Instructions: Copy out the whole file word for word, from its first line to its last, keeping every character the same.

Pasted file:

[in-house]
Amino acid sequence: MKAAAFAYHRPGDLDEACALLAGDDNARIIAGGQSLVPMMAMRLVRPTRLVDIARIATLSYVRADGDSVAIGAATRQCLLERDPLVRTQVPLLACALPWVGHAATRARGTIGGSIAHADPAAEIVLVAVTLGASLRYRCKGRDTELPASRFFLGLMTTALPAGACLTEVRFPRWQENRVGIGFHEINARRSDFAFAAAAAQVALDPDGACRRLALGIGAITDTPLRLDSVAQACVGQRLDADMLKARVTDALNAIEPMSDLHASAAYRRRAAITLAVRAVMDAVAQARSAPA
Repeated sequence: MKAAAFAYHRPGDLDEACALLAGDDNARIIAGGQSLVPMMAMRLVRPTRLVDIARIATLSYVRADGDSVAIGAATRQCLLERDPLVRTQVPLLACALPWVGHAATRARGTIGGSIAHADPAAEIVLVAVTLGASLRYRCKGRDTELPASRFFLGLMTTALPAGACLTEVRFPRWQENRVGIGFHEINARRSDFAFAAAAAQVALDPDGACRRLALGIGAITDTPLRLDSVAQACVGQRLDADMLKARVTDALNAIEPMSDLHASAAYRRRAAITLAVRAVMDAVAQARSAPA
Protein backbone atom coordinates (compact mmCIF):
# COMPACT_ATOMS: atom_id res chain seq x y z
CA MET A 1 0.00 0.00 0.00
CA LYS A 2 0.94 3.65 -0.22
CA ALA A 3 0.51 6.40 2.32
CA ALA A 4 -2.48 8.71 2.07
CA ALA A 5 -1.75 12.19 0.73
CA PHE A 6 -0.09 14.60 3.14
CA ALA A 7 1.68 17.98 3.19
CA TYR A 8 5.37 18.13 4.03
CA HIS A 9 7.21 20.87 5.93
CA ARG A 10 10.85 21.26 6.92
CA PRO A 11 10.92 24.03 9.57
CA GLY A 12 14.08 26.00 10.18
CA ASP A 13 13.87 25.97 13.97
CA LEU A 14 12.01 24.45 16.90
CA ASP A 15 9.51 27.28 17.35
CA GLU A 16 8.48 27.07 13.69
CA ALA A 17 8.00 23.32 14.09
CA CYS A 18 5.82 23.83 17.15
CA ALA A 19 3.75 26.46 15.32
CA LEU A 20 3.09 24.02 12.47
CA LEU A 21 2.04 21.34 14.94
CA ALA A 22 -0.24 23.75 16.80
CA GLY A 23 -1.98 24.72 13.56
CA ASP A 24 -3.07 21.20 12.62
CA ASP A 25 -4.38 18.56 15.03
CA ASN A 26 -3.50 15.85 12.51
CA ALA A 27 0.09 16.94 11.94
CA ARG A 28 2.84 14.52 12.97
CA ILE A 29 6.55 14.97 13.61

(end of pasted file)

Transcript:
[in-house]
Amino acid sequence: MKAAAFAYHRPGDLDEACALLAGDDNARIIAGGQSLVPMMAMRLVRPTRLVDIARIATLSYVRADGDSVAIGAATRQCLLERDPLVRTQVPLLACALPWVGHAATRARGTIGGSIAHADPAAEIVLVAVTLGASLRYRCKGRDTELPASRFFLGLMTTALPAGACLTEVRFPRWQENRVGIGFHEINARRSDFAFAAAAAQVALDPDGACRRLALGIGAITDTPLRLDSVAQACVGQRLDADMLKARVTDALNAIEPMSDLHASAAYRRRAAITLAVRAVMDAVAQARSAPA
Repeated sequence: MKAAAFAYHRPGDLDEACALLAGDDNARIIAGGQSLVPMMAMRLVRPTRLVDIARIATLSYVRADGDSVAIGAATRQCLLERDPLVRTQVPLLACALPWVGHAATRARGTIGGSIAHADPAAEIVLVAVTLGASLRYRCKGRDTELPASRFFLGLMTTALPAGACLTEVRFPRWQENRVGIGFHEINARRSDFAFAAAAAQVALDPDGACRRLALGIGAITDTPLRLDSVAQACVGQRLDADMLKARVTDALNAIEPMSDLHASAAYRRRAAITLAVRAVMDAVAQARSAPA
Protein backbone atom coordinates (compact mmCIF):
# COMPACT_ATOMS: atom_id res chain seq x y z
CA MET A 1 0.00 0.00 0.00
CA LYS A 2 0.94 3.65 -0.22
CA ALA A 3 0.51 6.40 2.32
CA ALA A 4 -2.48 8.71 2.07
CA ALA A 5 -1.75 12.19 0.73
CA PHE A 6 -0.09 14.60 3.14
CA ALA A 7 1.68 17.98 3.19
CA TYR A 8 5.37 18.13 4.03
CA HIS A 9 7.21 20.87 5.93
CA ARG A 10 10.85 21.26 6.92
CA PRO A 11 10.92 24.03 9.57
CA GLY A 12 14.08 26.00 10.18
CA ASP A 13 13.87 25.97 13.97
CA LEU A 14 12.01 24.45 16.90
CA ASP A 15 9.51 27.28 17.35
CA GLU A 16 8.48 27.07 13.69
CA ALA A 17 8.00 23.32 14.09
CA CYS A 18 5.82 23.83 17.15
CA ALA A 19 3.75 26.46 15.32
CA LEU A 20 3.09 24.02 12.47
CA LEU A 21 2.04 21.34 14.94
CA ALA A 22 -0.24 23.75 16.80
CA GLY A 23 -1.98 24.72 13.56
CA ASP A 24 -3.07 21.20 12.62
CA ASP A 25 -4.38 18.56 15.03
CA ASN A 26 -3.50 15.85 12.51
CA ALA A 27 0.09 16.94 11.94
CA ARG A 28 2.84 14.52 12.97
CA ILE A 29 6.55 14.97 13.61